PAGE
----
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March 19, 2021

Career Services

Building Resilience to Boost Career Success

The More We Train Our Brains to Practice Resilience, the Better We Get and the Easier It Becomes

Resilience spelled out on a green background

We have all been there: facing a disappointing, stressful, or just plain tough period in our lives. Whether you are amid a drawn-out job search, juggling competing personal and professional responsibilities, or just figuring out how to deal with the often anxiety-provoking news headlines of the day, things are challenging right now, and it can be a struggle to cope.  

When the going gets tough, how do you react? Do you get angry about the situation where you find yourself? Blame yourself? Wallow in the day-to-day struggles? Although these reactions are natural in the moment, ruminating on negative thoughts can prevent us from building strong coping skills and recovering more quickly from setbacks. Upon hearing the word "resilient” your mind might automatically go to someone who is strong and has had to overcome a lot. However, resilience is like a muscle—the more we train our brains to practice resilience, the better we get and the easier it becomes to cope with challenging situations. But what can we do to develop that resilient mindset in our daily lives? 

Try a few of these strategies: 

Assess and Reframe Negative Thoughts

Resilient people have negative thoughts, just like anyone, but they don’t let them derail their efforts. Instead of focusing on negativity, they practice positive thinking. You don’t have to be Pollyanna about things, but next time you have a pesky, reoccurring thought come through your brain, ask yourself “Is this helpful, or is this harmful?” If the thought is helpful and assists you in continuing to move forward—great! Take action and keep making progress! If it is harmful, try to reframe those thoughts to maintain perspective about the situation.  

Choose your Response 

This goes hand-in-hand with the previous strategy. We can't control other people, or many situations we find ourselves in, but we can control our own reactions to that situation. For instance, if you receive a rejection letter for a job you thought was perfect for you, you can get mad at the company for not “realizing your genius,” or you can think “maybe it just wasn’t the right fit for me—I am sure something better is ahead”.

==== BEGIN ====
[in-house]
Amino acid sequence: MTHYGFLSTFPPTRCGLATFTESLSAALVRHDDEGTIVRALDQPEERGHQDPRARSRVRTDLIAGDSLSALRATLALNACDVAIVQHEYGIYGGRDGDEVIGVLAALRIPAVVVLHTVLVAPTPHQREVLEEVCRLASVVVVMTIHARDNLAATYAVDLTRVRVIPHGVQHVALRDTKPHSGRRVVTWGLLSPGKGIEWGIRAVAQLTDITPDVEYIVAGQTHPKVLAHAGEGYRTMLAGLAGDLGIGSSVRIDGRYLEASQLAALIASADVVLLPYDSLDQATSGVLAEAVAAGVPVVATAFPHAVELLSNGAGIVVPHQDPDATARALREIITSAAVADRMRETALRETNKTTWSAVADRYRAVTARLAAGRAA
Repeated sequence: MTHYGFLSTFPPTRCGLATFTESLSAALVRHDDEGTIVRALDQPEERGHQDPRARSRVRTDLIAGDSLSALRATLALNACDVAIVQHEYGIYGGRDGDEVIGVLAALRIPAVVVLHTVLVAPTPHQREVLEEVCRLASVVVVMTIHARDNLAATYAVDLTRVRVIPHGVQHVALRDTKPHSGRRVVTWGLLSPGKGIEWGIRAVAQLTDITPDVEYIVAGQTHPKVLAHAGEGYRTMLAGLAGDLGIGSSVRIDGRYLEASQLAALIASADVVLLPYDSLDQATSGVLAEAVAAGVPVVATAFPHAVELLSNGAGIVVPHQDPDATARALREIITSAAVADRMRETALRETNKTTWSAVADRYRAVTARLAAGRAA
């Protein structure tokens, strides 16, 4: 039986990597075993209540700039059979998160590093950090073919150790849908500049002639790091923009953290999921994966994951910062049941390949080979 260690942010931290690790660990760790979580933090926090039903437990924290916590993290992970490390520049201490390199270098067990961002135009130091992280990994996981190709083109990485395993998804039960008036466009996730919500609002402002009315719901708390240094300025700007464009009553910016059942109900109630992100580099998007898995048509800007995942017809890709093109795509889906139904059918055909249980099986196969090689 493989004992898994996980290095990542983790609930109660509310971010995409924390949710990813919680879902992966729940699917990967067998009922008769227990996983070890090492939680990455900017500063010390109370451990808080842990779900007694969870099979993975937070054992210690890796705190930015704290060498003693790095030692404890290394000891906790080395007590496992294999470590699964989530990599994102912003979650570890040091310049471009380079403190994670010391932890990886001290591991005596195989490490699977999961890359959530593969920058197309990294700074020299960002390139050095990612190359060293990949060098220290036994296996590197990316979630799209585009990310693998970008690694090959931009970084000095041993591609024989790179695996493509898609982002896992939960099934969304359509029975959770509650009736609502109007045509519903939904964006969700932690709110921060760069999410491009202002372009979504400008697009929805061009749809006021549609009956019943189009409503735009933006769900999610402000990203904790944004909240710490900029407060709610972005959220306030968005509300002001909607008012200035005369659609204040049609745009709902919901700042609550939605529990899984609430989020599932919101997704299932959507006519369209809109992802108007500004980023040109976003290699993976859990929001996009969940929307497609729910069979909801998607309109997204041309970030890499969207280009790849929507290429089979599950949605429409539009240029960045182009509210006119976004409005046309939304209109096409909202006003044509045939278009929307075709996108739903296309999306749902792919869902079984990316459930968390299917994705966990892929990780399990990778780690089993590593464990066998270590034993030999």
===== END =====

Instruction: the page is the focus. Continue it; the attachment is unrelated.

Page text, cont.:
Prioritize Relationships 

Connecting with people you care about helps you remember that you aren’t alone when facing difficulties. Don’t be afraid to reach out to someone who cares about you, like a friend, family member, or mentor, who can give you the support you need at that time. If you don’t feel like you have connections who can support you, you may want to look into community organizations such as a civic group or faith-based community to engage in social support. Finding a safe space to offer some support can help you regain your sense of purpose. 

Set, and Make Progress on, Goals 

In Atomic Habits, James Clear talks about a proven framework for building a habit—doing the smallest possible piece of any given activity. That might be doing one push-up, writing one sentence, or spending 5 minutes outside in nature—whatever the smallest subset of your ideal goal can be. The idea behind this is that by setting an achievable goal—the atomic habit—you're likelier to do the action and achieve your larger goals as well. This can be applied outside of habits too. For instance, if your goal is to identify a more fulfilling job, one action you might take is activating your Handshake account. 

Reach out for Support 

In challenging situations, it can be hard to figure out where to go next or even how to get started. We are here to help! Contact Career & Professional Development to help develop a strategy that will propel you past any potential obstacles in no time.  

Developing your social and emotional learning skills is a lifelong process. As we deal with challenging situations, we can choose our reaction—do we choose to dwell on the negativity or try to find positive things in our lives? Practicing the above strategies when a negative thought arises helps us learn to deal with those thoughts in a more healthy—resilient—way.  

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